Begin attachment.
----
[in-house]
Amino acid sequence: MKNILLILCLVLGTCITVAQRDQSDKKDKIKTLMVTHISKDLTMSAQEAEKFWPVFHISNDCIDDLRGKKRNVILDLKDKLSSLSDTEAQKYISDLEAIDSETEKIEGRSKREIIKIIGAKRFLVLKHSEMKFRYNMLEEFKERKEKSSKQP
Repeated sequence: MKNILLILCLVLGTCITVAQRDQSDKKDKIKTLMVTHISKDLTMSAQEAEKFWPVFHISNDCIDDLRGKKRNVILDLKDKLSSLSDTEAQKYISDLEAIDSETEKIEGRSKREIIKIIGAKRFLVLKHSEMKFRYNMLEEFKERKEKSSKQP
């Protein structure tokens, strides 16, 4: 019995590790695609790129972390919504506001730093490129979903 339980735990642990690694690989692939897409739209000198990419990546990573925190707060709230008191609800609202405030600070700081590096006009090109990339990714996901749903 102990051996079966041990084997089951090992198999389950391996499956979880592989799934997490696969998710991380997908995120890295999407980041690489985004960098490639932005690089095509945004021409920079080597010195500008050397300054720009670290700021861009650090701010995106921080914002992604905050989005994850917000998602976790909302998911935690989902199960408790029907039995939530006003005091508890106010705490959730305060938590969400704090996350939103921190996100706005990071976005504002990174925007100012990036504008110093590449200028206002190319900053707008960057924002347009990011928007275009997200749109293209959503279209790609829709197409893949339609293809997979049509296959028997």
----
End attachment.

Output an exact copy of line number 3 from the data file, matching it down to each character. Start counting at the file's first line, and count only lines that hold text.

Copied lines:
Repeated sequence: MKNILLILCLVLGTCITVAQRDQSDKKDKIKTLMVTHISKDLTMSAQEAEKFWPVFHISNDCIDDLRGKKRNVILDLKDKLSSLSDTEAQKYISDLEAIDSETEKIEGRSKREIIKIIGAKRFLVLKHSEMKFRYNMLEEFKERKEKSSKQP